Twitch figured out how to permanently ban haters

Twitch continues its efforts to reduce harassment with a new tool that uses machine learning to detect people who attempt to evade bans by bypassing the system.

Twitch announced the addition of a new security tool to its streaming platform. This will detect users engaging in suspicious activities, such as those who bypass the moderation system to escape a ban.

The new tool for detecting suspicious users “Suspicious User Detection” takes advantage of machine learning to flag viewers who use a new account to bypass a ban earlier on specific channels. Once these users have been identified, the streamer or its moderators can take whatever action they deem necessary.

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How will this new moderation system work?

After creating a new account, any repeat haters will be able to send messages in the chat, but they will be directly reported by the system. The detection of suspicious users will have two levels of moderation.

Indeed, the “Probable” classification will hide a comment from the general chat and flag it so that only the streamer and their moderators can see it and take action against the account. The second level is the “Possible” classification, which will report the account from which the comment comes, but the message will remain visible in the chat.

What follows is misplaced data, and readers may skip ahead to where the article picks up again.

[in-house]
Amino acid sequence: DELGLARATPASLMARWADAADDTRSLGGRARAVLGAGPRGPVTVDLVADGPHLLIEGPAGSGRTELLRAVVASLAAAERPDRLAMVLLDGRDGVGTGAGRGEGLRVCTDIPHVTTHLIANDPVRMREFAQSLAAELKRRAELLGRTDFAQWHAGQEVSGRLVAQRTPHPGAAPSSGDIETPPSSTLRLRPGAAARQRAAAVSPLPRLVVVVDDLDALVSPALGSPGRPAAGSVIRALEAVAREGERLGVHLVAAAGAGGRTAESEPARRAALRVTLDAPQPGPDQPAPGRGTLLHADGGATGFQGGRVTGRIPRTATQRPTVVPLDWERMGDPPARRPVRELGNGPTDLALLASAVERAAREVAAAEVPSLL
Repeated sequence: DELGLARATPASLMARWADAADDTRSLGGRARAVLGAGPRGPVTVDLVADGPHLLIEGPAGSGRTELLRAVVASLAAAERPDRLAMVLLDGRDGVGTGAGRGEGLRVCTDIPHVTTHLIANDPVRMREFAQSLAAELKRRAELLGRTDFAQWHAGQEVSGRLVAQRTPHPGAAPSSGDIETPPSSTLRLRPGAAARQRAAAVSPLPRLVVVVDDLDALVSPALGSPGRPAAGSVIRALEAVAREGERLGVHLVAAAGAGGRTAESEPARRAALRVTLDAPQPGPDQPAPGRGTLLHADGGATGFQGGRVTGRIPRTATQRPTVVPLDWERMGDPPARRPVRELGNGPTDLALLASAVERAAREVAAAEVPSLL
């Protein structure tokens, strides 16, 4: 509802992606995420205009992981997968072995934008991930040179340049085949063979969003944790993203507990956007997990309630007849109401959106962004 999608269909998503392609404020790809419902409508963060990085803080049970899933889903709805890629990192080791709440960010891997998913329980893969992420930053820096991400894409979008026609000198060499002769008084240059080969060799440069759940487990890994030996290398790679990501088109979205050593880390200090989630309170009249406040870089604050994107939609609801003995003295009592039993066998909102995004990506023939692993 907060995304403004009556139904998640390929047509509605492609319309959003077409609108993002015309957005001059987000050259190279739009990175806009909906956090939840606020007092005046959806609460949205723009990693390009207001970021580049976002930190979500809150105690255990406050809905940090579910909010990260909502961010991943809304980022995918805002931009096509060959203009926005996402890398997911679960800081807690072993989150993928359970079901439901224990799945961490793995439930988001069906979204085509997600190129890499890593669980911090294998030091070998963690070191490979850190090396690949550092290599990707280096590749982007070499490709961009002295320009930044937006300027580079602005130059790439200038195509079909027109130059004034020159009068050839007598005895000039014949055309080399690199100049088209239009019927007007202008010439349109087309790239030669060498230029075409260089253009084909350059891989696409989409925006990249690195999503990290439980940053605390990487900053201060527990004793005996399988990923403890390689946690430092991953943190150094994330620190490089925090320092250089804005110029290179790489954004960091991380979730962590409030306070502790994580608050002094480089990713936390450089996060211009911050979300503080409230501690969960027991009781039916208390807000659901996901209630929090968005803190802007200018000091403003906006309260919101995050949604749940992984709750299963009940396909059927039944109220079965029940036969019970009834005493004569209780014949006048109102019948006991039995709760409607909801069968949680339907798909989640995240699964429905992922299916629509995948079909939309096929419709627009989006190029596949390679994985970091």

Twitch says this new feature will be enabled by default for all streamers, so you won’t have to enable it once it’s rolled out for your account. Like any program that uses machine learning, the results won’t be perfect at first. It will take some time for the machine learning program to become accurate and it is, according to Twitch, to expect some false positives and negatives.

The introduction of this tool follows the arrival of a phenomenon called “hate raids” over the past summer. These attacks have seen malicious individuals use thousands of bots to spam the channels with hate speech. A streamer named Squid Game had also suffered a flood of hate messages on her accounts. This new feature should therefore allow creators to better control haters and ensure that they remain banned. This isn’t Twitch’s only problem, as the platform has also recently seen hackers use the donation system to launder $ 10 million.

Source: Mashable

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